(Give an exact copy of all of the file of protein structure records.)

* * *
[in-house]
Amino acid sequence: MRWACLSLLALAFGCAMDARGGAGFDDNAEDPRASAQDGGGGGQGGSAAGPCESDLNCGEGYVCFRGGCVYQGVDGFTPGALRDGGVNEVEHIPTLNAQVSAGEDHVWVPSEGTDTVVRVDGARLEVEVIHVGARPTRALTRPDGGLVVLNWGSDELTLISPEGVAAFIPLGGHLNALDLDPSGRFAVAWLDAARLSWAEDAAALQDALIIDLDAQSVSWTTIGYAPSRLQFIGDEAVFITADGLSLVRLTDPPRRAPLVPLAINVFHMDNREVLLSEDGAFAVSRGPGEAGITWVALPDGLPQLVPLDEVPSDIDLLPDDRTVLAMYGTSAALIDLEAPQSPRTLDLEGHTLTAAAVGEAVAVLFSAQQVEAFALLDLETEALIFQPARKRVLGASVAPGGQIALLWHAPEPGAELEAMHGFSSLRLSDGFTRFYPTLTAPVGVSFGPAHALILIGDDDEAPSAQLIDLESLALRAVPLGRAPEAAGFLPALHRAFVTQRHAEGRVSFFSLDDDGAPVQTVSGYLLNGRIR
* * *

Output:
[in-house]
Amino acid sequence: MRWACLSLLALAFGCAMDARGGAGFDDNAEDPRASAQDGGGGGQGGSAAGPCESDLNCGEGYVCFRGGCVYQGVDGFTPGALRDGGVNEVEHIPTLNAQVSAGEDHVWVPSEGTDTVVRVDGARLEVEVIHVGARPTRALTRPDGGLVVLNWGSDELTLISPEGVAAFIPLGGHLNALDLDPSGRFAVAWLDAARLSWAEDAAALQDALIIDLDAQSVSWTTIGYAPSRLQFIGDEAVFITADGLSLVRLTDPPRRAPLVPLAINVFHMDNREVLLSEDGAFAVSRGPGEAGITWVALPDGLPQLVPLDEVPSDIDLLPDDRTVLAMYGTSAALIDLEAPQSPRTLDLEGHTLTAAAVGEAVAVLFSAQQVEAFALLDLETEALIFQPARKRVLGASVAPGGQIALLWHAPEPGAELEAMHGFSSLRLSDGFTRFYPTLTAPVGVSFGPAHALILIGDDDEAPSAQLIDLESLALRAVPLGRAPEAAGFLPALHRAFVTQRHAEGRVSFFSLDDDGAPVQTVSGYLLNGRIR